the judge of the supreme court who
was to try the case. To this end, at
the direction of the obi man whom he
consulted, the negro decoyed the child
to the house of the obi man on a de
serted estate in the extreme northern
part of St. Lucia, and there the child
was murdered and his corpse dismem
bered. Strangled to Dontli.
The body of the boy has been found
and medical examination shows that
death resulted from strangulation. The
hands had been amputated at the
wrists and the heart and left lung
removed as cleanly as though it had
been the work of a surgeon. The
hands and heart were found in a uten
sil in the house of the obi man. The
body when found was much decom
posed. and excellent delivery secured him an
attentive hearing and for ;;." minutes
he discussed in general terms the prog
ress of the campaign.
His speech was not prepared especi
ally for a Chicago audience or for a
To the Marquette club of Chicago
belonged the honor of acting in the
capacity of host to the first big speak
ers of the republican campaign.
HAMLIN FACTION WINS
OVER YATES IN CONTEST
WAGED AT SPRINGFIELD
Springfield, III., Oct. 14. Four coun
ty judges of this congressional district
met here yesterday and passed upon
the contest between the Hamlin and
Yates tactions of the republican party.
The decision was in favor of the Ham
lin nominees and their names will be
certified to the secretary of state as
the regular republican nominations.
They are Zeno J. Rives, of Litchfield.
candidate for congress, and James II.
Paddock for member of the board of
MRS. CHARLES NETCHER,
WOMEN IN AMOUNT
Sole Owner of Boston Store Carries
$700,000 to Assure Comple
tion of Her Work.
Chicago, Oct. 11. Mrs. Charles Net-
cher, sole owner of the Boston Store,
carries more insurance on her life than
any other woman in the world. The
total value of the two policies she
holds is $7011,000, or $20o.ooft more
than the amount written on the life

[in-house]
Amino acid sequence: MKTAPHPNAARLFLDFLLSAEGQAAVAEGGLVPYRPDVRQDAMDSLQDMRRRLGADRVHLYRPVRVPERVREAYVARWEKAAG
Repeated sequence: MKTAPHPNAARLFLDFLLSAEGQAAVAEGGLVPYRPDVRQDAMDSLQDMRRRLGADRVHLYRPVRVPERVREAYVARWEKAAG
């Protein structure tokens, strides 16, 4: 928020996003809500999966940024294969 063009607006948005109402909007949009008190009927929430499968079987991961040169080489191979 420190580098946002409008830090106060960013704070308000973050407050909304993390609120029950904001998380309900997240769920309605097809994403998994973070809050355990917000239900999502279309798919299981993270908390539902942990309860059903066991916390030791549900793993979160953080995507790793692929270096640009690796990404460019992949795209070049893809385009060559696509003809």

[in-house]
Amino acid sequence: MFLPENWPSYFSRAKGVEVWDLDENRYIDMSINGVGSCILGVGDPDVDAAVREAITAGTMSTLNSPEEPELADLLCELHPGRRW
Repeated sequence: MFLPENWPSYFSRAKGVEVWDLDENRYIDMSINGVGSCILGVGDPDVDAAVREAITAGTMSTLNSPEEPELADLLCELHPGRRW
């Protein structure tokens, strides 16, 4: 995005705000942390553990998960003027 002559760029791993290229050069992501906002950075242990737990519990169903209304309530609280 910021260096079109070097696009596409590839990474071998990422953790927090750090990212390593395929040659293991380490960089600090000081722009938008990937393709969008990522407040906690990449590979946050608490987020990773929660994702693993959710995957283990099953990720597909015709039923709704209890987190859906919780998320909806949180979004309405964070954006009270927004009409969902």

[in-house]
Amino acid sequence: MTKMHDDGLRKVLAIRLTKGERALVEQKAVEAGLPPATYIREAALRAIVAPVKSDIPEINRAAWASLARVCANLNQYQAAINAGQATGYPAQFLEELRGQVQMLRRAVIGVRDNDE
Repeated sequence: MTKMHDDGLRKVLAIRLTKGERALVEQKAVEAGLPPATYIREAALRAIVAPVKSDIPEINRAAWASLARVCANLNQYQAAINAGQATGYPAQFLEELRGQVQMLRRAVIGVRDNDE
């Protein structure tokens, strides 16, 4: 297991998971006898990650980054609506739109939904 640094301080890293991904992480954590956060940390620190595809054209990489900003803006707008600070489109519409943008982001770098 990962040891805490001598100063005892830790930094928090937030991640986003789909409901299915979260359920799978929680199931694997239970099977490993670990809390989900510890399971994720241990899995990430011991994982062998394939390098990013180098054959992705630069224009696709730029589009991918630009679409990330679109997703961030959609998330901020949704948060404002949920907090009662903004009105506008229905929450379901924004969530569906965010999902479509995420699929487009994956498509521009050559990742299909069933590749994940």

of her late husband. During the rest
of her life she must pay an annual
premium of $1C,27G to keep the policies
There are many other wealthy Chi
cago women whose lives are insured
for big sums, but none of their poli
cies calls for half the amount that the
one held by Mts. Netcher is worth.
Soni' of them and the amount of in
surance in each case are:
Mrs. Frank O. Lowden $2.".0(io
Mrs. Frank Carolan $2r,o.OM
Mrs. D. S. Wege 200.000
Mrs. Pauline I, von 3011.000
It is understood that the last police-
mentioned has not been issued as yet
to Mrs. Lyon, but she w-ill receive it
in a few days. Her object in insur
ing h-r life was to secure money to
build a clubhouse for women.
"I do not care to gain any publicity
through this matter, said Mrs. Netcher
vesterdav as sh- sat at her desk on
th third floor of the Boston store.
"I feel that I have already gained
sufficient notoriety for one woman.
While I hold the only life insurance
policy of irs kind "ver issued to a
woman, really I do not think that the
public would be at all interested in
this fact. I am simply trying to fol
low every example set by my husband
when he was a'ive."
It was not lonir after Charles Net
cher died that his widow conceived
the idea of heavily insuring h'-r life.
In view of the fact that plans for en
larging the Boston store will be car
ried out in the pear future, Mrs. Net
cher decided to have the policies writ
MICHICAN POSSE IS
HUNTING A BANDIT
Have Him Surrounded and a Battle
is Expected at Almost Any
Grand Junction. Mich.. Oct. 14. Sur
rounded by a posse of armed deputies
with instructions to "shoot 1 kill."
Edward Donahue, who. it is a'.leged.
brutally murdered A. M. Northrop of
Benton Harbor, on Sunday, is hiding in
the thick timbered land near this place.
Northrop's horse, which Donahue
lias been driving, was abandoned at
ANDRE MONUMENT IS SOLD
Shaft to Memory of British Officer
Held on Tax Title.
New York, Oct. 14. A monument
erected by the late Cyrus W. Field of
Tappan. N. Y.. tu the memory of Maj.
Andre has been sold for the nonpay
ment of t.'y taxes. The treasurer
of Rockland county bought it in. The
monument stands on Andre Hill, over
the spot where the British officer was
buried after he was hanged. In 1S7S
Dean Stanley visited Cyrus W. Field
and the latter caused the spot to be
marked "as a token of those better
feelings which have- united the two
nations." In 1SS2 and again three
years later unknown persons damaged
the shaft with dynamite, but it was
Doubt Over Patient's Death.
Peoria. 111., Oct. 1 1. Physicians
at the Illinois asylum for the incur
able insane at Bartonville differ as
to responsibility for the death of Fred
erick Webber of La Salle county, a
patient who died in his bath. At an
inquest Dr. Zeller, the superintendent,
testified that he belie veil the man was
scalded to death because of blisters
on his body. Dr. Btirnham. the assis
tant physician, said death was due to
senile gangrene. Attendant Fred Wel
lcr says the water in which Webber
bathed was milk warm only. The in
quest was not concluded.
Harvard Student Held.
Cambridge, Mass.. Oct. 11. Leon
Strauss, a Harvard student, charged
with causing the death of Arthur D.
Wyman. a Harvard instructor, while
running an automobile, was held for
the grand jury by Judge Almy in the
district court. Strauss furnished bail.